Note: Since this blog post was first published, the Tax Policy Center has updated its revenue scoring of the tax provisions in the Ryan budget. Numbers and figures have been revised to reflect the more recent score.
House Budget Committee Chairman Paul Ryan’s (R-Wis.) budget, which passed the House of Representatives on a party-line vote last week, continues to receive deserved criticism for its thoroughly dishonest treatment of the sweeping tax cuts it proposes. In a scathing critique, Paul Krugman honed in on its “fraudulent” nature: “The Ryan budget purports to reduce the deficit — but the alleged deficit reduction depends on the completely unsupported assertion that trillions of dollars in revenue can be found by closing tax loopholes.” William Gale of the Brookings Institution similarly concluded that “Ryan is gaming the system in creating budget estimates. … This is smoke and mirrors.
The contours of the Ryan budget’s tax cuts, as scored by the nonpartisan Tax Policy Center (TPC), are as follows:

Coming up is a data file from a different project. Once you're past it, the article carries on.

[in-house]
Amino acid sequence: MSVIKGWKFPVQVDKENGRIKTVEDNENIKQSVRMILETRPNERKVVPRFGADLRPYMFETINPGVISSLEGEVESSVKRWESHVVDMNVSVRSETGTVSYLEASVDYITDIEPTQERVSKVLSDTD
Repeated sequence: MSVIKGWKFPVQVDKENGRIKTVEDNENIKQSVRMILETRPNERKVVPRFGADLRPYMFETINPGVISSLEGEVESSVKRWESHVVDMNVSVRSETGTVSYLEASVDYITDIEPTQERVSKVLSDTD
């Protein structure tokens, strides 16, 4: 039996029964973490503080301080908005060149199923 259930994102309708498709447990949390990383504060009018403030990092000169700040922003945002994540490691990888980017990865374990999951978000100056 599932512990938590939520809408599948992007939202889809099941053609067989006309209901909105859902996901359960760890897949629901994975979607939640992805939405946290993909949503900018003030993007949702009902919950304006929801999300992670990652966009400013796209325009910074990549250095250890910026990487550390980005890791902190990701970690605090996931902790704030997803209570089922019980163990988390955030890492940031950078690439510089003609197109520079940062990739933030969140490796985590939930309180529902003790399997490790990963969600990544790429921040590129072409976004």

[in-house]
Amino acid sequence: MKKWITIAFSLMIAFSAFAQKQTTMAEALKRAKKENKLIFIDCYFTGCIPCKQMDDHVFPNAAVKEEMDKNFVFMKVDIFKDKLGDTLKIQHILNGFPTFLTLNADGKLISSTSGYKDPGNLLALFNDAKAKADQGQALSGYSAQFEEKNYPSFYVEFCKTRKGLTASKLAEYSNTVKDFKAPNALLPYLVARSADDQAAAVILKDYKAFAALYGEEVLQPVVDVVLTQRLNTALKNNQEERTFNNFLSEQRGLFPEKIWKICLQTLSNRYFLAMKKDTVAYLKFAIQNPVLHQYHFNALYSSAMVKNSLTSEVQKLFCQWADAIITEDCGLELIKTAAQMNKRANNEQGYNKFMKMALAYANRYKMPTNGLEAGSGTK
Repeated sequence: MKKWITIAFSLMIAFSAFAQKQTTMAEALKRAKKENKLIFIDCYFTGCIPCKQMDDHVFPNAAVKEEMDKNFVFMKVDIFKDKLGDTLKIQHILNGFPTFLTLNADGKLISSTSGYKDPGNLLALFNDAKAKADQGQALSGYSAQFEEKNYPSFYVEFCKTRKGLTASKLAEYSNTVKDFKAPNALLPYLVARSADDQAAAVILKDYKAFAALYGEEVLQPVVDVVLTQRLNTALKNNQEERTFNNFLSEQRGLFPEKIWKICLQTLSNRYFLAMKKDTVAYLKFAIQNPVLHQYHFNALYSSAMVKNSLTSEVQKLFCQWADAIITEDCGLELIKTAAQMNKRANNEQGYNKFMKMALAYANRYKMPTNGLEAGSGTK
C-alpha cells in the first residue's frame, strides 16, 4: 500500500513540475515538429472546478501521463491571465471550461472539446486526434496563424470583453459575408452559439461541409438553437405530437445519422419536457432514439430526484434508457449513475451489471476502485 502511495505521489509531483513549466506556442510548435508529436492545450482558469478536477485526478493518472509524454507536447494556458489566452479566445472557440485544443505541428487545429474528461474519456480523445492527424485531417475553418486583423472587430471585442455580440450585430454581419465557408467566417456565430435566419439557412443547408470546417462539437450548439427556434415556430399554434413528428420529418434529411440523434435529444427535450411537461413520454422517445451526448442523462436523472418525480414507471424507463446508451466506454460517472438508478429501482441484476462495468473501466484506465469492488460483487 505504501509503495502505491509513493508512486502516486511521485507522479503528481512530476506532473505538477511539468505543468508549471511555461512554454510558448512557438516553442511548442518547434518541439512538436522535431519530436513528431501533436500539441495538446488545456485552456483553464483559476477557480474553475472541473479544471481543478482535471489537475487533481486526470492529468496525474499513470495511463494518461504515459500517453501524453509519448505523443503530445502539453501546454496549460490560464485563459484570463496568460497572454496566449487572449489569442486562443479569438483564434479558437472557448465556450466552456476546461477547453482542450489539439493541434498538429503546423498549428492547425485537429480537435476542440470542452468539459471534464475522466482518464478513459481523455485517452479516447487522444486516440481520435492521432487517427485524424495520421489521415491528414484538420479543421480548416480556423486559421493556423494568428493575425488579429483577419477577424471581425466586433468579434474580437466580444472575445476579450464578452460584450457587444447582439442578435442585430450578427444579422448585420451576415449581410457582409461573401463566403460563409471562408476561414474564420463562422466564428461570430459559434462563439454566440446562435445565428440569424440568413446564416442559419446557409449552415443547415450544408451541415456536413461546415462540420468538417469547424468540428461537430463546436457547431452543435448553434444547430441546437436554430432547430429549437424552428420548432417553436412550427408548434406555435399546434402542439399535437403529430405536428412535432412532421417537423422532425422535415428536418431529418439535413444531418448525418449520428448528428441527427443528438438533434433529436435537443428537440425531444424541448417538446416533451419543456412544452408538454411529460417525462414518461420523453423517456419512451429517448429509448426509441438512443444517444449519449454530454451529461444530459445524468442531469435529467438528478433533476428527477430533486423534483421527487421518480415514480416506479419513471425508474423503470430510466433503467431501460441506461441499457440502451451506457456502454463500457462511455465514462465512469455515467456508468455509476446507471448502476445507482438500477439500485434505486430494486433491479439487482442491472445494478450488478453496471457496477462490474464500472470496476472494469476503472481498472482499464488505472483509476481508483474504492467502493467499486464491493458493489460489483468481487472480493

- Cut and consolidate individual income tax rates to 25 percent and 10 percent brackets: $2.5 trillion
- Repeal the alternative minimum tax (AMT): $670 billion
- Repeal the surcharges included in the Affordable Care Act: $351 billion
- Cut the corporate rate to 25 percent and end taxation of multinationals’ foreign income: $1.1 trillion
- Allow Recovery Act expansion of refundable tax credits to expire: $210
= $4.5 trillion in revenue loss
Ryan’s budget blueprint describes these offsets this way: “Broaden the tax base to maintain revenue growth at a level consistent with current tax policy and at a share of the economy consistent with historical norms of 18 to 19 percent in the following decades.” And the budget totals in the Ryan budget reflect revenue averaging 18.3 percent of GDP over FY2013-22; similarly, the Congressional Budget Office’s long-term analysis of Ryan’s budget is predicated on the false assumption—provided by Ryan’s staff—that revenue will somehow total 19 percent of GDP over the long run (FY2025 and beyond).
This is simply dishonest. TPC’s analysis of the Ryan budget shows revenue averaging only 15.5 percent of GDP over FY2013-22, short of unspecified offsets.1 Yet Ryan wanted nearly $5 trillion in tax cuts and wanted revenue levels above 18 percent of GDP. Honest budgeting would force Ryan to choose between these two preferences (trade-offs being the whole point of budgeting). So Ryan chose dishonest budgeting, instead of changing the policy, he just changed the numbers.